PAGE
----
California became the first state to remove bail for suspects in custody that are waiting for trial. The law (SB10) will take effect in October 2019.
Some aspects of the bill are still unclear. Each of the 58 County’s Superior Courts in the state will come up with their own guidelines. That sets up the likelihood that there will be different guidelines in each court. Suspects charged with non violent felonies will be eligible to be released within 12 hours. Suspects accused of violent felonies could stay in jail until arraignment. This also includes suspects accused of some sex crimes. The decision on which suspects will be released will be determined on their risk and the guidelines in each Superior Court.
Critics of the bill included law enforcement, the ACLU and California Attorneys for Criminal Justice. The ACLU had previously backed the bill until changes were made the past few weeks, that they said gave too much power to judges. Defense attorneys opposed the bill on the premise that it violates the presumption of innocence. Law enforcement officials are concerned that this will put more criminals back on the streets after an arrest.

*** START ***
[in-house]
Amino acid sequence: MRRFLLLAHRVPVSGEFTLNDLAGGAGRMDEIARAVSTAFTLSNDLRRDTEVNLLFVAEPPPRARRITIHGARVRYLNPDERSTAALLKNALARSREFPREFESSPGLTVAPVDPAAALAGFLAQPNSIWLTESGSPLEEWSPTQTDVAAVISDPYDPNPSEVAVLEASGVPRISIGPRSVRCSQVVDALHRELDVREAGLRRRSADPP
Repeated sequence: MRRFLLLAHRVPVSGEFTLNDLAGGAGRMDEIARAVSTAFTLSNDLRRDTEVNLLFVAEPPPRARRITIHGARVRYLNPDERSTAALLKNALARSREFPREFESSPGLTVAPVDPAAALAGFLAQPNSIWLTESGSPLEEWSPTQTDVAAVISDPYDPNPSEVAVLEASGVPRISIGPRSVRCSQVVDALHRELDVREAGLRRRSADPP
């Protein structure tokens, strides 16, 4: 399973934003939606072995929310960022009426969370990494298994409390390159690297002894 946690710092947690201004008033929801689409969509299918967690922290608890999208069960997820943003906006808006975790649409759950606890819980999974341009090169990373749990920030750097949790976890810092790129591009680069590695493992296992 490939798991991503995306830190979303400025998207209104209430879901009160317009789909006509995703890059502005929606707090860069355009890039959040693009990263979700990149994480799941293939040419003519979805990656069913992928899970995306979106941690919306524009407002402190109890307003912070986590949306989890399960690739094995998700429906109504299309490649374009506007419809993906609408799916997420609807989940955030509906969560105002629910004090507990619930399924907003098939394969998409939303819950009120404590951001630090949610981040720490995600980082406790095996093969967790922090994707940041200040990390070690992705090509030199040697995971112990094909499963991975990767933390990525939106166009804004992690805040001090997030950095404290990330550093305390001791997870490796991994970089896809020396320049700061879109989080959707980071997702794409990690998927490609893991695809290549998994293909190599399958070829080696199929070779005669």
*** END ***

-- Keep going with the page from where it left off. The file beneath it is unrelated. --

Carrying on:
Bail bonds companies stand to be the biggest losers with the passage of SB 10. The bill would eliminate bail and effectively end their business. Today they launched a referendum to allow voters to make the final decision. The group has 90 days to gather 360,000 signatures and force a vote in 2020. If they gather enough signatures, it would put the law on hold until after the vote.